Valuation/Lit. sup./Fraud/M&A

Showing 1–16 of 1377 results

  • Gavrilides Mgmt. Co. v. Michigan Insurance Co. – Court dismisses COVID-19 business interruption claim

    March / April 2021
    Newsletter: Advocate's Edge / Litigation Support

    Price: $225.00, Subscriber Price: $157.50

    Word count: 423

    Abstract: During the COVID-19 pandemic, governmental authorities have ordered many nonessential businesses to temporarily shut down. Hundreds of businesses have filed claims under their business interruption coverage, claims that insurers generally have denied. This article summarizes a ruling in one of the first such cases to go to court, which has given insurers confidence that their denials will stand. Gavrilides Mgmt. Co. v. Michigan Insurance Co., No. 20-258CB (Ingham Cty., Mich. July 1, 2020)

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  • Cryptocurrency and divorce: Getting your client’s money’s worth

    March / April 2021
    Newsletter: Advocate's Edge / Litigation Support

    Price: $225.00, Subscriber Price: $157.50

    Word count: 533

    Abstract: More than a decade after Bitcoin launched, cryptocurrency has become mainstream and, therefore, relevant when it comes to property division in divorce. This form of currency can carry a high value, but it’s also more easily hidden than more traditional assets. This article explains how cryptocurrency works and how divorce attorneys can help their clients identify hidden cryptocurrency assets.

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  • Plan for the future – Balancing business succession and estate planning

    March / April 2021
    Newsletter: Advocate's Edge / Litigation Support

    Price: $225.00, Subscriber Price: $157.50

    Word count: 695

    Abstract: A challenge presented by family businesses is that the older and younger generations may have conflicting objectives and financial needs. This article highlights strategies that can separate ownership and management succession, as well as generate cash flow for the owner while minimizing the burden on the next generation.

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  • Fraud in the family business

    March / April 2021
    Newsletter: Advocate's Edge / Litigation Support

    Price: $225.00, Subscriber Price: $157.50

    Word count: 864

    Abstract: Financial statement auditors typically assess the risk of fraud as higher for family businesses than for nonfamily businesses. This article explains why and suggests ways to help reduce that risk. It also addresses how the COVID-19 pandemic increases the risk that family businesses will fall victim to fraud and financial misstatement schemes.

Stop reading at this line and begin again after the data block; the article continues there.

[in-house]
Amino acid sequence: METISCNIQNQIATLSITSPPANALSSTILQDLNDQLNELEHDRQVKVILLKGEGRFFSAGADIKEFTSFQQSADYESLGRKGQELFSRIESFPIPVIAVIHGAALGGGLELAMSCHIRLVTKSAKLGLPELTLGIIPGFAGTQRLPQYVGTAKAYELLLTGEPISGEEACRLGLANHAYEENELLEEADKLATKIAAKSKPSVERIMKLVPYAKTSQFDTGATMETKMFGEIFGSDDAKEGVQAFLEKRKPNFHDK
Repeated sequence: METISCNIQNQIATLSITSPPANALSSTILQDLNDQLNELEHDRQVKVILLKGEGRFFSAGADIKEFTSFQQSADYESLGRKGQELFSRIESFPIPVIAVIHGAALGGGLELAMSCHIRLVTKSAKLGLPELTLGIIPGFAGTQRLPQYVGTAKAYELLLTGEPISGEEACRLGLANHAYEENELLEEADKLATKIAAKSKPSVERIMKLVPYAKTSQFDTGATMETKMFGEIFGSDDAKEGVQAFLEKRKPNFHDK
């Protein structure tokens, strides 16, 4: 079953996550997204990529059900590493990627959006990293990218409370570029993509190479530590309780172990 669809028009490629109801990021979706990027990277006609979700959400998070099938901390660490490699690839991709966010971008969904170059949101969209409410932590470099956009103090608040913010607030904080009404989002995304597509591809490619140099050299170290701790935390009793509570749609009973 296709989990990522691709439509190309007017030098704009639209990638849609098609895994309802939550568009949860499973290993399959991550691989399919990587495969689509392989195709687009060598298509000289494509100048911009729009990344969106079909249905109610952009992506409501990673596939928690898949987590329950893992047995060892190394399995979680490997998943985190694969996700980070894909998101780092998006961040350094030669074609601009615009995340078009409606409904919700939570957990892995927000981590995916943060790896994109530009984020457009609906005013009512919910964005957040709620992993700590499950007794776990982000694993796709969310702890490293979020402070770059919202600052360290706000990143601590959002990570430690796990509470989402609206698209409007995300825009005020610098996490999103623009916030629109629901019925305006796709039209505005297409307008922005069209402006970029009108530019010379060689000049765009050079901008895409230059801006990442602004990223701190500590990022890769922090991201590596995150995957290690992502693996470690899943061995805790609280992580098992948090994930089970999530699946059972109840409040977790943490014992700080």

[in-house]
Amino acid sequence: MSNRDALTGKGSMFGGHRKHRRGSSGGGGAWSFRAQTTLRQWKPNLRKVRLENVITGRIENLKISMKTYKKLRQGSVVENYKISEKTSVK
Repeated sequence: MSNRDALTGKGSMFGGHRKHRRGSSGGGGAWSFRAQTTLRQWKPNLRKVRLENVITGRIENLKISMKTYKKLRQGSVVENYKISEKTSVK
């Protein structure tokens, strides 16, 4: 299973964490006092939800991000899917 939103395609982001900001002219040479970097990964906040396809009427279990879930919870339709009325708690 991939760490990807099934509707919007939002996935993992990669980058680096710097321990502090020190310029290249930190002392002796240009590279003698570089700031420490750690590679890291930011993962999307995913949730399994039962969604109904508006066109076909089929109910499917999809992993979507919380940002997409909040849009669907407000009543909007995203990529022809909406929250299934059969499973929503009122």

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  • Jensen v. Jensen – Are retained business earnings marital property?

    March / April 2021
    Newsletter: Viewpoint on Value

    Price: $225.00, Subscriber Price: $157.50

    Word count: 443

    Abstract: The Court of Appeals of Michigan recently addressed whether a business’s retained earnings should be included in a marital estate, if the business is one of the spouse’s separate property. This article summarizes the details of this case and why the court ultimately decided that this issue should be determined on a case-by-case basis. Jensen v. Jensen, No. 333569 (Mich. Ct. App., Jan. 9, 2018)

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  • Researching the effect of COVID-19 on the DLOM

    March / April 2021
    Newsletter: Viewpoint on Value

    Price: $225.00, Subscriber Price: $157.50

    Word count: 592

    Abstract: Business valuation experts often apply a discount for lack of marketability (DLOM) when valuing a private business interest. This adjustment reflects the relative difficulty of converting the interest into cash, quickly and at minimal cost, compared to publicly traded stocks. This article highlights common sources of empirical data that experts use to quantify the DLOM and explains how the COVID-19 crisis has affected the DLOM.

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  • How to calculate damages in fraud cases

    March / April 2021
    Newsletter: Viewpoint on Value

    Price: $225.00, Subscriber Price: $157.50

    Word count: 650

    Abstract: When courts order restitution from fraud, it may be difficult to determine how much the company has actually lost. This article explains how forensic accounting experts calculate damages in accordance with state laws and prepare presentations that convince judges to accept their conclusions.

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  • Shareholder buyout: Battle of the valuation experts

    March / April 2021
    Newsletter: Viewpoint on Value

    Price: $225.00, Subscriber Price: $157.50

    Word count: 833

    Abstract: In a recent New York buyout case, the sole issue before the court was the fair value of the petitioner’s interest in the respondent corporation. This article explains that outcome ultimately turned on the credibility of opposing valuation experts and the soundness of their methods. A sidebar highlights another shareholder dispute where the Delaware Chancery Court was provided with unreliable valuation opinions from both sides. Sergio Magarik v. Kraus USA, Inc., No. 606128/2015 (N.Y. Sup. Ct., Apr. 28, 2020) William Richard Kruse v. Synapse Wireless, Inc., No. 12392-VCS (Del. Ch., Apr. 22, 2020)

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  • Jensen v. Jensen – Are retained business earnings marital property?

    March / April 2021
    Newsletter: Valuation & Litigation Briefing / Litigation & Valuation Report